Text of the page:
A: As there are no known causes for cancer of the nasal cavity and nasopharynx, there is no proven method to prevent these cancers.
However, there are some lifestyle habits you can adopt that may lower the risk:
Food high in nitrosamines, such as salted fish, are also associated with nasopharyngeal carcinoma.
A: A stuffy nose, nasal bleeding, and a constant runny nose are symptoms of nose cancer. However, these symptoms are also the same as many common and less serious conditions such as a cold or sinusitis.
If your symptoms are severe and you have concerns, consult a specialist.
A: Nasopharyngeal cancer is usually aggressive, so it can develop and spread rapidly beyond the nasopharynx. Most of the time, it spreads to nearby areas, such as lymph nodes in the neck.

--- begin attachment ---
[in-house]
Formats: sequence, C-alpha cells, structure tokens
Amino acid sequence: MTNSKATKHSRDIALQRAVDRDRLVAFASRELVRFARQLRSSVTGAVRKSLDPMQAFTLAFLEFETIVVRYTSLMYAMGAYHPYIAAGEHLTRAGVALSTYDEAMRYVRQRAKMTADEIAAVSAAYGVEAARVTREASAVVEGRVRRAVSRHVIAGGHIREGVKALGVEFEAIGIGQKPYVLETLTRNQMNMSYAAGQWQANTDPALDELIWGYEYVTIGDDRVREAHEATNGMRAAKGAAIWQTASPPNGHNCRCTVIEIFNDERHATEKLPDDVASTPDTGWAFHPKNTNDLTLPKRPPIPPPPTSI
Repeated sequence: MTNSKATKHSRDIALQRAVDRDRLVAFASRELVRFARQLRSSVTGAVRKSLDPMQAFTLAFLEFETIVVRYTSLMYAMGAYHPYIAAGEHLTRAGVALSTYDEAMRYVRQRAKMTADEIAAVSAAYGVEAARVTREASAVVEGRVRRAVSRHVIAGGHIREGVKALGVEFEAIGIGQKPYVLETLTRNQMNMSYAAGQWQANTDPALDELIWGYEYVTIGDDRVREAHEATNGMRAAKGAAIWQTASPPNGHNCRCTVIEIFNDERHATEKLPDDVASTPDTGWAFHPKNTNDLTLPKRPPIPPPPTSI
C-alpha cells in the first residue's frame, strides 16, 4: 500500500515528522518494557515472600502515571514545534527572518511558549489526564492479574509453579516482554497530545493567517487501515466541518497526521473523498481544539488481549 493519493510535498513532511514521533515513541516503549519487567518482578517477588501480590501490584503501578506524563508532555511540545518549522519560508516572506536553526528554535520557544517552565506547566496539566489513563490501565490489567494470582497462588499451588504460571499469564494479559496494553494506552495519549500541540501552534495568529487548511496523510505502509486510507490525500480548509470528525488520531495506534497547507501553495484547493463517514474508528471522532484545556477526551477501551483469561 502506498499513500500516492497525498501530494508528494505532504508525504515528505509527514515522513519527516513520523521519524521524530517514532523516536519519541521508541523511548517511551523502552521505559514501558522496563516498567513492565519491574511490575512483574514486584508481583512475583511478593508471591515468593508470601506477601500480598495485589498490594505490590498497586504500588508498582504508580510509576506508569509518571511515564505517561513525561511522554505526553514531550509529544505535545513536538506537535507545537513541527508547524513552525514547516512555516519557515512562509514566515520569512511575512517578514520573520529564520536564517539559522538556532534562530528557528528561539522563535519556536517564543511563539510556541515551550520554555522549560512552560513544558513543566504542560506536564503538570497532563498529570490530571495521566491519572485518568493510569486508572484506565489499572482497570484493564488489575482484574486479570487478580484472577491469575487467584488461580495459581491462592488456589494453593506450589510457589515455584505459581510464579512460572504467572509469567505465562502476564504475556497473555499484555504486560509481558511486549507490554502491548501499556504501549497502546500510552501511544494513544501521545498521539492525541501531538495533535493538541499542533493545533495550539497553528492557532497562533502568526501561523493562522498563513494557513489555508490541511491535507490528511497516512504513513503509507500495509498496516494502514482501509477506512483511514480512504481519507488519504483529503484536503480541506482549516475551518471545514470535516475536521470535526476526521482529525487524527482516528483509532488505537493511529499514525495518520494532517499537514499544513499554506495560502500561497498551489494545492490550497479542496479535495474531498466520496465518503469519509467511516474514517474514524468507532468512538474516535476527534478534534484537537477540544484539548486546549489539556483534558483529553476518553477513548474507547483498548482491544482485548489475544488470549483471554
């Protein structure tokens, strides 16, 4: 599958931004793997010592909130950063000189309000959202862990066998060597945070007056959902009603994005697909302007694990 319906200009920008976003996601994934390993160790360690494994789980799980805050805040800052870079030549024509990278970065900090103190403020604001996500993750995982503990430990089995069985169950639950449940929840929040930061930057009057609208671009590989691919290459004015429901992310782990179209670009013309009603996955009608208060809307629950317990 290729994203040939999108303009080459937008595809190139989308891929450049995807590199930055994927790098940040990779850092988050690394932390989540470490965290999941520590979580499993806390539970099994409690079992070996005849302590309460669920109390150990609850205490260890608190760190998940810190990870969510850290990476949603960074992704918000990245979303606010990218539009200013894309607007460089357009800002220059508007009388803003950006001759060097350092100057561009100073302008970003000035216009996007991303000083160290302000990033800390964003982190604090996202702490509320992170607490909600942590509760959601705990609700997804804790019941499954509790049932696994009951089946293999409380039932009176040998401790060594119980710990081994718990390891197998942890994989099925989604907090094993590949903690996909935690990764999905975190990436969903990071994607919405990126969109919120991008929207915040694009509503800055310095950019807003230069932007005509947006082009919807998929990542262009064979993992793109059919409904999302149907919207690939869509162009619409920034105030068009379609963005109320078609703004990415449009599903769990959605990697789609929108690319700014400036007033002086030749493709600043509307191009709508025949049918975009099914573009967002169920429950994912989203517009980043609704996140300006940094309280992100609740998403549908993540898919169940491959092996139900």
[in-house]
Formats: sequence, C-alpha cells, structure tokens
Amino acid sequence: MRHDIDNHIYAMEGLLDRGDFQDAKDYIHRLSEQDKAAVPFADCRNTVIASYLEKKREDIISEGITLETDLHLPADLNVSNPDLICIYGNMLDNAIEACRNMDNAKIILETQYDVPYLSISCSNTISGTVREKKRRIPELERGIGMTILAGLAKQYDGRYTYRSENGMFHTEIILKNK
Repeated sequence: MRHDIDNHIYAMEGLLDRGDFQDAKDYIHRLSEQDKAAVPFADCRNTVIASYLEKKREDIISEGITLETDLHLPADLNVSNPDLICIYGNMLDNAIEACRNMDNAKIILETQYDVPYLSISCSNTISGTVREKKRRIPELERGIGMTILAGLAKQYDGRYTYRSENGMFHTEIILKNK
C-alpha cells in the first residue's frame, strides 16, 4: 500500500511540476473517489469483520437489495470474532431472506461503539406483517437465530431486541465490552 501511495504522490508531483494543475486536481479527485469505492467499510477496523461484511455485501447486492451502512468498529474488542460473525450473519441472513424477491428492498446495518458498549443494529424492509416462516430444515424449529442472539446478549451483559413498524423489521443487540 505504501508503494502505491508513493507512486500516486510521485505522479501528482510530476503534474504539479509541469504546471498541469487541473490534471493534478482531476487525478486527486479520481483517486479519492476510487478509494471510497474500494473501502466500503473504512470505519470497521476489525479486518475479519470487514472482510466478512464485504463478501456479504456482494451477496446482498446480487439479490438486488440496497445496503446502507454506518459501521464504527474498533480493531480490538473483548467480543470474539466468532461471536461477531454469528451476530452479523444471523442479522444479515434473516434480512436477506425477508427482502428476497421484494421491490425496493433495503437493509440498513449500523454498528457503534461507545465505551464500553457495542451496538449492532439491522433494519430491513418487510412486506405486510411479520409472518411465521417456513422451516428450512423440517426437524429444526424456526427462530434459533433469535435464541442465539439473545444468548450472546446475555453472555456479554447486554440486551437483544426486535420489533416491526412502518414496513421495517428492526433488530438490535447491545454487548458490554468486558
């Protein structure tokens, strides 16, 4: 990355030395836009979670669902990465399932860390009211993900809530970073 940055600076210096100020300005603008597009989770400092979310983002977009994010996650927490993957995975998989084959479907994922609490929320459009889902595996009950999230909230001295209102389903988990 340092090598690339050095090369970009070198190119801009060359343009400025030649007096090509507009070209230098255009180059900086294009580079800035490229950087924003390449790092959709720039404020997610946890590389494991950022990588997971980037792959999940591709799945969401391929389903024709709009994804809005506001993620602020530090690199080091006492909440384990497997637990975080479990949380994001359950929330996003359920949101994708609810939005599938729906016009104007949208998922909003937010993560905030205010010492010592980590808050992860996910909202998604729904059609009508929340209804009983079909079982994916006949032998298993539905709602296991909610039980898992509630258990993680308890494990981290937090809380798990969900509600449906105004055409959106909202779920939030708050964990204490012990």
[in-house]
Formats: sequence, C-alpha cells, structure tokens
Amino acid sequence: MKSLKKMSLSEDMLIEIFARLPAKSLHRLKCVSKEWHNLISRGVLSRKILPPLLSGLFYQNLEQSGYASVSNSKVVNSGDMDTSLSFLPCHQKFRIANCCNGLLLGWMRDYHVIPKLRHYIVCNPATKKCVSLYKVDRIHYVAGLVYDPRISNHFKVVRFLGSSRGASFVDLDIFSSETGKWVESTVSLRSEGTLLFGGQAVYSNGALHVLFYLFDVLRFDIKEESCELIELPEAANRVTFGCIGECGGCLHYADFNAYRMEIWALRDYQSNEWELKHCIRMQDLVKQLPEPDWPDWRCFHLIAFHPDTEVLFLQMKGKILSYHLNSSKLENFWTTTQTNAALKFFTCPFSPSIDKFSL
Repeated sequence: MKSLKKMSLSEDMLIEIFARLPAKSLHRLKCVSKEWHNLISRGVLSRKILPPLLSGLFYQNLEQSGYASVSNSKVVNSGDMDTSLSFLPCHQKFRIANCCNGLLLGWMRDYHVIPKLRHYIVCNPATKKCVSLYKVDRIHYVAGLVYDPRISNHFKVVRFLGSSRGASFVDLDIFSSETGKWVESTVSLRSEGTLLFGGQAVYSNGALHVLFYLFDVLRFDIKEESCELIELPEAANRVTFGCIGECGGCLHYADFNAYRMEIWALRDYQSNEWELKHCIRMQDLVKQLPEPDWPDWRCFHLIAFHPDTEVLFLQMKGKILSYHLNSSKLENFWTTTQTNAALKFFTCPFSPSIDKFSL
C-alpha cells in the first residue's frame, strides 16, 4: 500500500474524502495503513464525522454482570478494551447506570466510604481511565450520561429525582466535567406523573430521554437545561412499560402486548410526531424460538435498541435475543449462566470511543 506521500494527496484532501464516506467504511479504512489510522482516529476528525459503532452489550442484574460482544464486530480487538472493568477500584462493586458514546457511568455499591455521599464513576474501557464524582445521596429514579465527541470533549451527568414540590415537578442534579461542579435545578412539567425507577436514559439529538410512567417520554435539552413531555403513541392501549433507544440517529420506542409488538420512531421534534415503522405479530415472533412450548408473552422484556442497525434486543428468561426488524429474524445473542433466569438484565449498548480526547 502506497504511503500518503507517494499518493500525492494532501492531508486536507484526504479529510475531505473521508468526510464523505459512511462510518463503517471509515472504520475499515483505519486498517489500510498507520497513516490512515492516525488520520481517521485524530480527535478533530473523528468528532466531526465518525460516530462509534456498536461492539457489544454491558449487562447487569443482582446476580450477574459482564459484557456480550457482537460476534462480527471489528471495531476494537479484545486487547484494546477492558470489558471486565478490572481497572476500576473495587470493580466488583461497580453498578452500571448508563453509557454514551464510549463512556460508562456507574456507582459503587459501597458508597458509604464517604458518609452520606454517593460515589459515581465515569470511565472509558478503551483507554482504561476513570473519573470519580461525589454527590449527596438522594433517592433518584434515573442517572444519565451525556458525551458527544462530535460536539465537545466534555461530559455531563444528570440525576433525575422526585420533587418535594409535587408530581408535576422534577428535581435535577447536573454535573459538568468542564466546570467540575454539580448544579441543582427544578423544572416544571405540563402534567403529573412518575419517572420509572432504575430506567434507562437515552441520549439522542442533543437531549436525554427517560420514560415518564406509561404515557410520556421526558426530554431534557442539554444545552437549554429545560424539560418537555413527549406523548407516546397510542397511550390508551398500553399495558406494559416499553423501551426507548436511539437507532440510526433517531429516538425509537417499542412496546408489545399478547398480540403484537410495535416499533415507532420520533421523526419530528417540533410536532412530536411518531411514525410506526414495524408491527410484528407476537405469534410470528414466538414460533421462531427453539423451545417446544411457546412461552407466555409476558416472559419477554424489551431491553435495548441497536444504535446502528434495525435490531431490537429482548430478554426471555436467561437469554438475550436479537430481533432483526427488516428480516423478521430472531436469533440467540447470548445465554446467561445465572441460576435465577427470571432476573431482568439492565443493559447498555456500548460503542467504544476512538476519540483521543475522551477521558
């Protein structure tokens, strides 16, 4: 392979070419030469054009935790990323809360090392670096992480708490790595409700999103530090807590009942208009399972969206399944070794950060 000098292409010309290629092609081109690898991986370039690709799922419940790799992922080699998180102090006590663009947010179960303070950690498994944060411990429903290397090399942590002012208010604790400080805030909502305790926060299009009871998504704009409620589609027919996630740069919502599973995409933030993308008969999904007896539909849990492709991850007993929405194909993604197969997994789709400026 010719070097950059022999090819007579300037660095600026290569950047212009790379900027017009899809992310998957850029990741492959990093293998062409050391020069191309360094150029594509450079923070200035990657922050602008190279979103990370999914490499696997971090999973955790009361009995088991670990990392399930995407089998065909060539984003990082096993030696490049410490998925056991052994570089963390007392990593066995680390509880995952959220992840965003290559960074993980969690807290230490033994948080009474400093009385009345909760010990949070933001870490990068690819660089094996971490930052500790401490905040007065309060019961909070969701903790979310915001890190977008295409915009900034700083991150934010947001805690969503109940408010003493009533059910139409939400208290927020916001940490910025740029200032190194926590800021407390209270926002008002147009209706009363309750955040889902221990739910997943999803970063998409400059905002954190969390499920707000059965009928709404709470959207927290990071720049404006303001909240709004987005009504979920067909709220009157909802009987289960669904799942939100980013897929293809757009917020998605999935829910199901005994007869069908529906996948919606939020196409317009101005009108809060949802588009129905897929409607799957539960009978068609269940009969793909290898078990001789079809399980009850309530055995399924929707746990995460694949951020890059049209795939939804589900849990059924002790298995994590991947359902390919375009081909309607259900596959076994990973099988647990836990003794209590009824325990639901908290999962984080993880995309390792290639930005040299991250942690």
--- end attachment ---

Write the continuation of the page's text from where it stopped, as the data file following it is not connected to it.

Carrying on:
A: Like other cancers, nasopharyngeal cancer can recur after treatment.
If the cancer does recur, it usually occurs within the first 2 – 3 years after initial treatment.
A: Yes, having a first degree (i.e. parents, siblings, children) family member with nasopharyngeal cancer increases your chances of developing the condition.
It is unknown if this is due to inherited genes, environmental factors, or a combination of the two.
A: Nasal polyps are usually noncancerous, and are often linked to other conditions such as asthma and hay fever that cause inflammation and trigger nasal polyps to grow.
However, if your symptoms of nasal polyps persist or become severe, consult your doctor to ensure they are not signs of cancer.